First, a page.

EDITORIALS>>Will we know?
It was obviously political all along, but the conflicting accounts of Attorney General Roberto Gonzales and his aides were not satisfying. More clues keep creeping out.
Cummins went to Missouri one year ago to investigate fraud allegations against the administration of Gov. Matt Blunt, a Republican. Cummins got the task because the U. S. attorney up there was hip deep in the scandal himself and had to pass the job to someone outside the state. Family members and associates of the U.S. attorney, who was another Bush appointee, got juicy no-bid contracts for a new state program undertaken by the governor. Cummins quickly began to get pressure — telephone calls from a big Texas law firm with White House connections that was representing Gov. Blunt. The lawyer wanted Cummins to give his man a public clean bill of health. A big and close election was approaching. Cummins said he couldn’t under Justice Department rules and — surely only coincidentally — he was soon notified by Washington that he was being fired.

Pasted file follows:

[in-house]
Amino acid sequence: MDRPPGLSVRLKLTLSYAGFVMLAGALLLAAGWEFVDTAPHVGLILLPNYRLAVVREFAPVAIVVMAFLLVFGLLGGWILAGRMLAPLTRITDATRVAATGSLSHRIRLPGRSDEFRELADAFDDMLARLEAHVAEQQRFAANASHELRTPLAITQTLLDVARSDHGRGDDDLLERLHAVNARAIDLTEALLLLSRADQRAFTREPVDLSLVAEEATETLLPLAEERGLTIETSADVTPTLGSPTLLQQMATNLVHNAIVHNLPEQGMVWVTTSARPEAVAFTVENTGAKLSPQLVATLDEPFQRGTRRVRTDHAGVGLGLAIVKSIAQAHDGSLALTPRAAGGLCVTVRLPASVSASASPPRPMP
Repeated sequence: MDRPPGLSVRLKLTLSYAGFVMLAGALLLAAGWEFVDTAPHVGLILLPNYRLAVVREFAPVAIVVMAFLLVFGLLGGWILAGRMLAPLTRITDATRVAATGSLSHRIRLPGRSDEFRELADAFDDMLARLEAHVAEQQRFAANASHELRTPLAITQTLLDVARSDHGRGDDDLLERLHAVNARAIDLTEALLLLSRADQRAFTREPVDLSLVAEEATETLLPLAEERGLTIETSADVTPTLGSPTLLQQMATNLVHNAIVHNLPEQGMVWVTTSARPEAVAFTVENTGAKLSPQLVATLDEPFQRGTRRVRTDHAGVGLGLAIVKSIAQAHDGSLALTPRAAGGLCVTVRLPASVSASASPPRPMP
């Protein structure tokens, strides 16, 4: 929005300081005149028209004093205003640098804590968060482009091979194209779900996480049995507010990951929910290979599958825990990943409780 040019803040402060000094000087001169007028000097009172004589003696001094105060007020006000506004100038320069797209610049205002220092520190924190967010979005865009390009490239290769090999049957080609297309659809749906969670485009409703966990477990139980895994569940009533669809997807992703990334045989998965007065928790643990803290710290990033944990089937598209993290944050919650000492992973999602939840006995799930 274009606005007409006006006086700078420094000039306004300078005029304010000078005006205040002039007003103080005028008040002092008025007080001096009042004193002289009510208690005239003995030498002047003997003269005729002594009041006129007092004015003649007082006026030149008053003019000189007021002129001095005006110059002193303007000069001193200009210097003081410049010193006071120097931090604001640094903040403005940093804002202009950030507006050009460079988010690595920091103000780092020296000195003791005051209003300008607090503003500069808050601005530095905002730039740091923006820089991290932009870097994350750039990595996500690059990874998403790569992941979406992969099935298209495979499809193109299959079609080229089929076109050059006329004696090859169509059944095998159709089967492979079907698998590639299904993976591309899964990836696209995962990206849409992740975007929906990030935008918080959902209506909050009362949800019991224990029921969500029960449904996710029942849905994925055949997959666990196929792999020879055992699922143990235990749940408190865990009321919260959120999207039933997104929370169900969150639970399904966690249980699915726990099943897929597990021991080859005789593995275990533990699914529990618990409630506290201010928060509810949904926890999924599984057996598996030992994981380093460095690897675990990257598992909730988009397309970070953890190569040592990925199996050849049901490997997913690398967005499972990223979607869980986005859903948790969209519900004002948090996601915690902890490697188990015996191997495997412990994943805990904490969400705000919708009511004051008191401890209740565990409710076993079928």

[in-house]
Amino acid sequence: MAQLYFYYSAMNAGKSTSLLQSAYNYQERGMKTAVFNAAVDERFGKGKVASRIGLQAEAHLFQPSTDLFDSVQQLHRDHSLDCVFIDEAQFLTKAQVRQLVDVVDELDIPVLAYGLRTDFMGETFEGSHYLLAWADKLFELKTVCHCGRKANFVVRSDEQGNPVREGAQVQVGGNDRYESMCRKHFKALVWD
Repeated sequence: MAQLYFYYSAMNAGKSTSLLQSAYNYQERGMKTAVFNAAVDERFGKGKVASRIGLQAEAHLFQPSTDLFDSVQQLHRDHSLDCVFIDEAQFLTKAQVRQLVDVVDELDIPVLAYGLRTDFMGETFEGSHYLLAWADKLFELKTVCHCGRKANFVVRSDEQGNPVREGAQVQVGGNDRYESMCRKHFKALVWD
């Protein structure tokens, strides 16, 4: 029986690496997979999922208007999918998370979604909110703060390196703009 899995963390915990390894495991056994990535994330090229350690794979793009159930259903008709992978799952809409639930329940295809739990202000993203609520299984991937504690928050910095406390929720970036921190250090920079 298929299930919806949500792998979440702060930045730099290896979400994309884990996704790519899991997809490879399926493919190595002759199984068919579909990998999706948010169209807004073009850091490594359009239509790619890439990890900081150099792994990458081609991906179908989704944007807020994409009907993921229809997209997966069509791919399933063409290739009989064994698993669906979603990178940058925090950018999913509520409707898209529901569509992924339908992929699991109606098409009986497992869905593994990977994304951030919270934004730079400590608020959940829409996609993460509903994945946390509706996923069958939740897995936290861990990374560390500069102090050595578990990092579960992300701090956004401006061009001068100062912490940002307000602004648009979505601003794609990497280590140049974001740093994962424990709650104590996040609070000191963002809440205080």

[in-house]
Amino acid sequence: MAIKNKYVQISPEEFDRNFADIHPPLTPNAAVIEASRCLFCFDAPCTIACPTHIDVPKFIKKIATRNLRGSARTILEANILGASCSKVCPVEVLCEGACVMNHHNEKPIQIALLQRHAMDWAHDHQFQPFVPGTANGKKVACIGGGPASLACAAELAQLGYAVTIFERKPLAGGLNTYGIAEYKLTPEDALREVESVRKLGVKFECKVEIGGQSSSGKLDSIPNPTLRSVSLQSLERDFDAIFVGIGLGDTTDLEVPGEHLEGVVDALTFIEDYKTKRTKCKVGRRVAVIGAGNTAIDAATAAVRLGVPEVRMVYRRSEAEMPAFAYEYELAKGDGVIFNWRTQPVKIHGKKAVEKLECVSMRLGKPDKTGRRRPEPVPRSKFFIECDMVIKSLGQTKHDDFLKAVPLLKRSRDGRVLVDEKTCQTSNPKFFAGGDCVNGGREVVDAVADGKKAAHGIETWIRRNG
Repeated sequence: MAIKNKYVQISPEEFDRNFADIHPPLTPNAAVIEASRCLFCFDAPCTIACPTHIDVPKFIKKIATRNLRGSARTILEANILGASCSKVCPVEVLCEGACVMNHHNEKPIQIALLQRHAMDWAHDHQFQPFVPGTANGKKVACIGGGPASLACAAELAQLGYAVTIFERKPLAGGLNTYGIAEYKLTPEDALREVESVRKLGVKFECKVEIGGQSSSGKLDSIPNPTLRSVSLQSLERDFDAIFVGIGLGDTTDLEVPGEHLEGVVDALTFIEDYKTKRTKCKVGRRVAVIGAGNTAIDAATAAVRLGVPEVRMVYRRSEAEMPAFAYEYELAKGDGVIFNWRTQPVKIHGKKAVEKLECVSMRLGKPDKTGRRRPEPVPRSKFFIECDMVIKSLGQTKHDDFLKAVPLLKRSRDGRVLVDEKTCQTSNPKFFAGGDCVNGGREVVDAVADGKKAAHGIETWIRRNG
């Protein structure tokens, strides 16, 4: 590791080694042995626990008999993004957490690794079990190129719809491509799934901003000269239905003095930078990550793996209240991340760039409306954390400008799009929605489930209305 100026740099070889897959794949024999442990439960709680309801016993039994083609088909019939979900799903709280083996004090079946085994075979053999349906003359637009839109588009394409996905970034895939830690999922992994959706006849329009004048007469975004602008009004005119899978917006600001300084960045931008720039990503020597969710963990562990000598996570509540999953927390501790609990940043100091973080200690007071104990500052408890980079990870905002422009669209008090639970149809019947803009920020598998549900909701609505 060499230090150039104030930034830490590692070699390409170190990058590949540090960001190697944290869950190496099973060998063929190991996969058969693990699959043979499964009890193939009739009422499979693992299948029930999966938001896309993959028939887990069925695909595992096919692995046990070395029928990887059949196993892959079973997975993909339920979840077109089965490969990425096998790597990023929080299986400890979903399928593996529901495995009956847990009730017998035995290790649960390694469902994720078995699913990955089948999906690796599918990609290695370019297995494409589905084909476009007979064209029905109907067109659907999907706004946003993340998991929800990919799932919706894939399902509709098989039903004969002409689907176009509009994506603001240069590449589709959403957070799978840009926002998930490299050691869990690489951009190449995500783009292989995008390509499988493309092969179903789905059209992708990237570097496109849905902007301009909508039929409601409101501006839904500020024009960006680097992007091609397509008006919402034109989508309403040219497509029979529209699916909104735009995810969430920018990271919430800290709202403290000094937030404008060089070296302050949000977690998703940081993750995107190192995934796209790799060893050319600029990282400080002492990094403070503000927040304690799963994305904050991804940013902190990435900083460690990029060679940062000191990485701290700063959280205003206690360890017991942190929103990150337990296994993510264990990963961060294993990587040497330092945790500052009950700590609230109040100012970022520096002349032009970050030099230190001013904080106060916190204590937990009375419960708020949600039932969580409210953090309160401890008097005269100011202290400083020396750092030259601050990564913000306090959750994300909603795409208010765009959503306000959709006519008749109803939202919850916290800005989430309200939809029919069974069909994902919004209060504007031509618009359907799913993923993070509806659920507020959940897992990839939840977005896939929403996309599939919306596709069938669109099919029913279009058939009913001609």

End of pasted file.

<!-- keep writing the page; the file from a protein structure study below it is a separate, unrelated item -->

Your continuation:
Now a new wrinkle. While Cummins was investigating the contracts, the Missouri U.S. attorney announced that he was quitting. The president appointed an aggressive Justice Department political operative to the interim job in Missouri. He rushed to Missouri and filed a lawsuit against Democrats before the election alleging voter fraud, flouting established Justice Department protocol in the process. After the election, a federal judge said the suit made no case whatsoever. Congressional investigators want to know if the troubled U.S. attorney who quit had another problem with the White House besides his crony relations with the governor. Was he caviling at filing the politically motivated but phony case? Cummins said he never unraveled Missouri politics. It is probably healthy for him that he didn’t. Maybe subpoenas and the required oath will finally unravel it.